Maintaining Legal Capital
Legal capital is defined as the par value capital, the base amount of the paid-in capital. A stock’s par value, or face value, is the stated value on each share of the stock. Companies usually set their stock’s par value at $1 per share. Thus, the total par value capital is the par value multiplied by the number of shares issued. The amount of par value capital is separated from the rest of the equity capital as legal capital. Legal capital helps limit dividend distributions to stay within the total amount of retained earnings and any additional paid-in capital.
Additional Paid-in Capital
Companies often sell shares at a price higher than their stock’s stated face value. The is commonly is referred to as additional paid-in capital. While par value capital is listed in the first line of the shareholders’ equity section under common stock, any excess capital from share issuance is listed below par value capital in additional-paid-in-capital account. Additional paid-in capital provides a level of buffer to absorb dividend distributions or any operation losses before they can reach legal capital.
Measuring Accumulated Income
Earned capital, or retained earnings, must be reported separately from contributed capital so companies can track and measure their accumulated income over time. The earned capital account is essential for both providing an internal financing source and absorbing any asset losses. Moreover, retained earnings may become negative if a company has sustained losses over time in excess of accumulated earnings. With the separation of its earned capital from other equity capital accounts, a company can adjust its financing and operation activities to accommodate the level of retained earnings.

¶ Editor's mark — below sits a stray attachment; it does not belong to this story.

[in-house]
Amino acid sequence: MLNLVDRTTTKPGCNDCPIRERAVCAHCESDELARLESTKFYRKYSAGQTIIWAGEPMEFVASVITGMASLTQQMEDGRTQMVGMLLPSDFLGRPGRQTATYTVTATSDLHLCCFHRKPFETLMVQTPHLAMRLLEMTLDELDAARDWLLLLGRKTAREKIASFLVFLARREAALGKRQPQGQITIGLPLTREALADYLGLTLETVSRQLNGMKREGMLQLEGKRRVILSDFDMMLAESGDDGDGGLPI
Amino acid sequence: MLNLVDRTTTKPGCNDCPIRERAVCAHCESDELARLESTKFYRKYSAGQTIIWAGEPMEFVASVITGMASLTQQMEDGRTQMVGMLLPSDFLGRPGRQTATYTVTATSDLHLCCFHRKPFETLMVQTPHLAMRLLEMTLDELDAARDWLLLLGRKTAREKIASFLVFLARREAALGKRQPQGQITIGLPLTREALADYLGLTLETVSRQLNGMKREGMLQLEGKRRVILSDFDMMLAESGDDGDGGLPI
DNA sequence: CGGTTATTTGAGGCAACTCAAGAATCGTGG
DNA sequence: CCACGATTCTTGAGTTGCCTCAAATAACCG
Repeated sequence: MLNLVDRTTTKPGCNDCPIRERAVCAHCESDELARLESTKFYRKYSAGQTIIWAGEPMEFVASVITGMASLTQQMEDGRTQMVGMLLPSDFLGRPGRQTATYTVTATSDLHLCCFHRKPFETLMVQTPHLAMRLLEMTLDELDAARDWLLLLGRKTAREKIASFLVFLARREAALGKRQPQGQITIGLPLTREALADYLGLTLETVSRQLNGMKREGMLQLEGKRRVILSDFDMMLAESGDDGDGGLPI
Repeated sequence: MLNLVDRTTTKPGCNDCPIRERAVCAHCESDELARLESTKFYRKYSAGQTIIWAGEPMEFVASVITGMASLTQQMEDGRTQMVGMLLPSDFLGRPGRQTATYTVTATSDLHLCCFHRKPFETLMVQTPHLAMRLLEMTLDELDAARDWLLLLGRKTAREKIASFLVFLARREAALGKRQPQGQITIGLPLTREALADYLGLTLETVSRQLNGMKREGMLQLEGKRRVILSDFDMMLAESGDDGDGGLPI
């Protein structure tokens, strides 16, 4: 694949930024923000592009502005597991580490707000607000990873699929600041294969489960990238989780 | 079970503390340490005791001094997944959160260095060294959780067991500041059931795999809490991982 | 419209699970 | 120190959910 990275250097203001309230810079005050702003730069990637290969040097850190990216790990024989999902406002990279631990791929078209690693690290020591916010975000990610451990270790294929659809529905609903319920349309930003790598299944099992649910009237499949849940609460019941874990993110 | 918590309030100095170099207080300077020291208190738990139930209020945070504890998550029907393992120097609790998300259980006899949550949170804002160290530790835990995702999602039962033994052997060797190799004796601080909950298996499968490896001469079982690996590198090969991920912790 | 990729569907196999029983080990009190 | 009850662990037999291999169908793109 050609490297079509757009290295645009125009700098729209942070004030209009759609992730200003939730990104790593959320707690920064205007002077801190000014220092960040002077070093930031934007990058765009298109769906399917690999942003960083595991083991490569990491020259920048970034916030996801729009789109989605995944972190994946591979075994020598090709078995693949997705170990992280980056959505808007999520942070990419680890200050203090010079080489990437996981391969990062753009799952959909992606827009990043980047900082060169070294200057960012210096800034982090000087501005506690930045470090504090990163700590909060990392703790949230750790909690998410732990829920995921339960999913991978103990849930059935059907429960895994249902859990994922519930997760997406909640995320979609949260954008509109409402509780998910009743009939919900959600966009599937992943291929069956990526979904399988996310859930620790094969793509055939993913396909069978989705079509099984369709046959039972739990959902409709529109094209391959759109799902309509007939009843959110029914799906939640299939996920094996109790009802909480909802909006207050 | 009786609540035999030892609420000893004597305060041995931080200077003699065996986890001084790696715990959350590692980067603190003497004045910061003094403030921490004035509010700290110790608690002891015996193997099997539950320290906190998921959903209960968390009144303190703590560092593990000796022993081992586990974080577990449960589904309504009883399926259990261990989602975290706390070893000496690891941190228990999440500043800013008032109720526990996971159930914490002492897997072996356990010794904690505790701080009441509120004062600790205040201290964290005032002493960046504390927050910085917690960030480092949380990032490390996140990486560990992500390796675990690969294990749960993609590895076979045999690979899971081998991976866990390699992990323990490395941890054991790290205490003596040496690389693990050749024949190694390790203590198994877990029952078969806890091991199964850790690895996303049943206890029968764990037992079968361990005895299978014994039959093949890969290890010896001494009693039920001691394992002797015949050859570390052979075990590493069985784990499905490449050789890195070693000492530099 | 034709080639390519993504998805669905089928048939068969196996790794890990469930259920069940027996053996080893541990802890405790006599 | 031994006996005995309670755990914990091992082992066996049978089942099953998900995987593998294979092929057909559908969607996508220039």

Measuring Dividend Distributions
Dividend distributions reduce the amount of retained earnings, and companies may distribute dividends over time in excess of retained earnings. As an equity account rather than an asset account, retained earnings are different from a company’s cash position. A company may hold more cash than the amount of retained earnings, for example, as a result of borrowing. A company can overpay dividends beyond retained earnings; therefore, keeping the retained earnings account separate from other capital accounts enables a company to check on the sustainability of its dividend payments.